NOAA awards grant to develop a biofilter to remove algal toxins from the Great Lakes
This article was first published by NOAA.
NOAA has awarded a team of scientists $182,982 for the first year of an anticipated four-year $703,777 project for research that could lead to an instrument, called a biofilter, that could break down harmful algal toxins in the Great Lakes into harmless byproducts.
This project will build on previous research that examined bacteria capable of degrading microcystin, a widespread toxin produced by some species of cyanobacteria, commonly known as blue-green algae. Toxins produced by blue-green algae are a growing national threat and known to cause serious illnesses in humans, pets, and wildlife and pose a significant risk to some water supplies. The planned biofilter could be an effective way to prevent the passage of algal toxins into water distribution systems.
The research team is led by Steven Wilhelm, Ph.D., University of Tennessee, Knoxville in collaboration with Gregory Boyer, Ph.D. State University of New York College of Environmental Science and Forestry.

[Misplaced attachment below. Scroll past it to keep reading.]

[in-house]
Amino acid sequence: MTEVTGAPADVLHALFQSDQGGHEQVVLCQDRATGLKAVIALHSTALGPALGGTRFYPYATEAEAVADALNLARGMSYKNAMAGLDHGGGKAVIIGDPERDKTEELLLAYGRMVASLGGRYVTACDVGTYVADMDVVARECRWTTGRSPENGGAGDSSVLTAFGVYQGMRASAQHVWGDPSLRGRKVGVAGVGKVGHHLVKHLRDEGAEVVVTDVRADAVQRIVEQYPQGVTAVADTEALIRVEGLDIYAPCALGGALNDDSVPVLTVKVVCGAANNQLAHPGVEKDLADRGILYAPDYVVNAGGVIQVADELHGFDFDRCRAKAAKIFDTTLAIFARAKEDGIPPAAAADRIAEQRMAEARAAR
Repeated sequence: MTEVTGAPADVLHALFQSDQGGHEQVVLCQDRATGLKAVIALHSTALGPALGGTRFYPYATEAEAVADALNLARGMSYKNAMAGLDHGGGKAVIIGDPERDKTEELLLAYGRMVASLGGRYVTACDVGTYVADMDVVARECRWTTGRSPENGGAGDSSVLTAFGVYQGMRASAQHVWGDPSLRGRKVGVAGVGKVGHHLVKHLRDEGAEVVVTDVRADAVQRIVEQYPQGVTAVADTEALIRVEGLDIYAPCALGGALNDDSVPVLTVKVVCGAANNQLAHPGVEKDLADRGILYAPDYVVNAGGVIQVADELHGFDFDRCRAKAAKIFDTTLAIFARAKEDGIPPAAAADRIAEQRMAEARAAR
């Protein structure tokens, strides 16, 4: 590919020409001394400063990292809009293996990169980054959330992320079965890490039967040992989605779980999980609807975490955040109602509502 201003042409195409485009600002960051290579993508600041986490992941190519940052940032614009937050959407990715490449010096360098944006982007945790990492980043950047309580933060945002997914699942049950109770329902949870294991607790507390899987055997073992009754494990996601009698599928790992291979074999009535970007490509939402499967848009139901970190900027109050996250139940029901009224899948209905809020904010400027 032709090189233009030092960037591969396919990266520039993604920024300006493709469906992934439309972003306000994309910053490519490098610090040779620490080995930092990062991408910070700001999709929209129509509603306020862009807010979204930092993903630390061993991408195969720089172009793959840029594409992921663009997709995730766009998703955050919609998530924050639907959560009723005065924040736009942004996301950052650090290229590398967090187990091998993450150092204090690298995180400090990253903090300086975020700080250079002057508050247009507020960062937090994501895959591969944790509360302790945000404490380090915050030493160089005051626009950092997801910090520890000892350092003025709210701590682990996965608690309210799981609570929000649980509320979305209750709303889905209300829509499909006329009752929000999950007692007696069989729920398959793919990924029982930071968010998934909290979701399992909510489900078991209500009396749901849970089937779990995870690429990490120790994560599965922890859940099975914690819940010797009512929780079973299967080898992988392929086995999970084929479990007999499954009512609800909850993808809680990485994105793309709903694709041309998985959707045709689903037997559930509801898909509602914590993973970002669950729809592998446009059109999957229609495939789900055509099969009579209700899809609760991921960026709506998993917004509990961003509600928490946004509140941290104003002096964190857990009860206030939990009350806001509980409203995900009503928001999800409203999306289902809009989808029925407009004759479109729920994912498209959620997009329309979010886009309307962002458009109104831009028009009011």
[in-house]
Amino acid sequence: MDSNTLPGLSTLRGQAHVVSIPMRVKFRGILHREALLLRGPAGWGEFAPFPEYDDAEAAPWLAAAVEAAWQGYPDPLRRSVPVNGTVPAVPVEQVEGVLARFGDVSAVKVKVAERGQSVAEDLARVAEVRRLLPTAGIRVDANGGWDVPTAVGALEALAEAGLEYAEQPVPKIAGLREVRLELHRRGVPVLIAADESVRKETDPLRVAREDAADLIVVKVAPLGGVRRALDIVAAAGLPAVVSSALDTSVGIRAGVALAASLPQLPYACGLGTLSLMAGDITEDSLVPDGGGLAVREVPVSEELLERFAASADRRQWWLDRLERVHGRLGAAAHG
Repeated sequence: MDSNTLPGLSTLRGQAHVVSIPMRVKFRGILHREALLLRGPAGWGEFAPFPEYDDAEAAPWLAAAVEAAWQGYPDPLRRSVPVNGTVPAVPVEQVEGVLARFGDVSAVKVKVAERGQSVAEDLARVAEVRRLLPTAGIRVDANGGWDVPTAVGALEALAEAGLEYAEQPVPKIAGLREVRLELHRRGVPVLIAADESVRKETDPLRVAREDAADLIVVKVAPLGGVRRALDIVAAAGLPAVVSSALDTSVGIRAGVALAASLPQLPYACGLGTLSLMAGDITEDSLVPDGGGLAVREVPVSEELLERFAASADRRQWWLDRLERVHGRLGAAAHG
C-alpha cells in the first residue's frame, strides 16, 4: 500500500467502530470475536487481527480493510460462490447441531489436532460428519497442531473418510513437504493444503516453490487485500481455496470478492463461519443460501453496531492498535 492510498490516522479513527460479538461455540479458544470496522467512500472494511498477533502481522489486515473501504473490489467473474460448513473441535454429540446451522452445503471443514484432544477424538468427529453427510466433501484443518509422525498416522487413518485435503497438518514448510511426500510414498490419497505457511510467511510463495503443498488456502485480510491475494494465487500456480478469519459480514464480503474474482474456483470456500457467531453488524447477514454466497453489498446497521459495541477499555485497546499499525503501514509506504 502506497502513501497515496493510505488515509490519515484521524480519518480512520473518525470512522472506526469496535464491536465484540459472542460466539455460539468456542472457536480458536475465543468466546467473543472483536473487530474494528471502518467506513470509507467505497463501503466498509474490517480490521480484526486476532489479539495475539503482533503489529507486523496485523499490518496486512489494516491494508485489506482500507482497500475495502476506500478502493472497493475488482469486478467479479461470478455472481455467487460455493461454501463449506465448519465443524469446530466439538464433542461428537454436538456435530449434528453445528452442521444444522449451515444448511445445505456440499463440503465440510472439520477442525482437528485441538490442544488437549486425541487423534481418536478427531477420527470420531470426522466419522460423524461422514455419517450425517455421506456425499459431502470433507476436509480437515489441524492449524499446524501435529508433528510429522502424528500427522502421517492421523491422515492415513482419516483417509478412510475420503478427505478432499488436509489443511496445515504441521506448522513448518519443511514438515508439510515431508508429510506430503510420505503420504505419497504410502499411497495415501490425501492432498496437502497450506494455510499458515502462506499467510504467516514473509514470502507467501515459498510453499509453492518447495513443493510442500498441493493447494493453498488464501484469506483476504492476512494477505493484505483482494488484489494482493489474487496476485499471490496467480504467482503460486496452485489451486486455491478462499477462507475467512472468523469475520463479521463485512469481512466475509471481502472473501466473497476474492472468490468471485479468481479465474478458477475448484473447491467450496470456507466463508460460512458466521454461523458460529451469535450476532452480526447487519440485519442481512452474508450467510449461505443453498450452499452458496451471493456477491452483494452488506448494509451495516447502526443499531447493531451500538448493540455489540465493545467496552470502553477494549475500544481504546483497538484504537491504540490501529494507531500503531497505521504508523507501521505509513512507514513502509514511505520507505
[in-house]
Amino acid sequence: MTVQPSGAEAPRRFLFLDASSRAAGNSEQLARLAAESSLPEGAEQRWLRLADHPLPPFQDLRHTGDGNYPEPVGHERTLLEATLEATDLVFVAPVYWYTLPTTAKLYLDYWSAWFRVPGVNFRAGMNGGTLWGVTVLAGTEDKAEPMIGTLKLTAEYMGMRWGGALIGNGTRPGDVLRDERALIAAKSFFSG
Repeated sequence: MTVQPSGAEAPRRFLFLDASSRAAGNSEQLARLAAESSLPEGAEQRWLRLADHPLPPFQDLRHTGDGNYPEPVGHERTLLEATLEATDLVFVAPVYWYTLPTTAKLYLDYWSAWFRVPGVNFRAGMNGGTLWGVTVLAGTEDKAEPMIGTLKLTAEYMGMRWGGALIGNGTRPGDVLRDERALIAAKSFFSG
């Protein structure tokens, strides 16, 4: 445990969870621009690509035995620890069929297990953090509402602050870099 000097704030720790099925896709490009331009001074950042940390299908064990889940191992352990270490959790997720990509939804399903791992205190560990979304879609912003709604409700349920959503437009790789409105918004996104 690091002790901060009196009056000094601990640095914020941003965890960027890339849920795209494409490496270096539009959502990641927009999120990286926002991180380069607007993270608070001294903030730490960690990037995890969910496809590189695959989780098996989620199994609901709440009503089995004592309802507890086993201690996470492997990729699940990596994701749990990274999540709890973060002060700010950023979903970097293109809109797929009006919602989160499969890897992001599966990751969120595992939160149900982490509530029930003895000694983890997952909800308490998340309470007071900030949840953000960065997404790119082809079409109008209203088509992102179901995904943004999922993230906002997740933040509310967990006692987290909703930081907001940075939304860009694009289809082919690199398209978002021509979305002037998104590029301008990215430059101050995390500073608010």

“For many years researchers have focused on the ecology of toxic cyanobacterial blooms, and addressed the question of why these blooms occur,” said Wilhelm. “While understanding the causes of bloom events remains an important and ongoing effort, we now have the opportunity to engineer a potential solution for persistent toxin concentrations we find in many freshwater environments.”
“Health concerns caused by cyanobacteria blooms are a significant economic threat for us here, with a 20 to 25 percent decline in tourism related revenue in this area in 2010 alone due to this issue,” said Ed Leroux, president of Save our Sodus, a non-profit environmental organization dedicated to protecting water quality in Sodus Bay, a part of Lake Ontario in New York state.
The research is funded through a national competition of the Prevention, Control, and Mitigation of Harmful Algal Blooms (PCM HAB) run by NOAA’s National Ocean Service/National Centers for Coastal Ocean Science. NOAA’s harmful algal bloom and hypoxia programs are authorized by the Harmful Algal Bloom and Hypoxia Research and Control Act of 1998.
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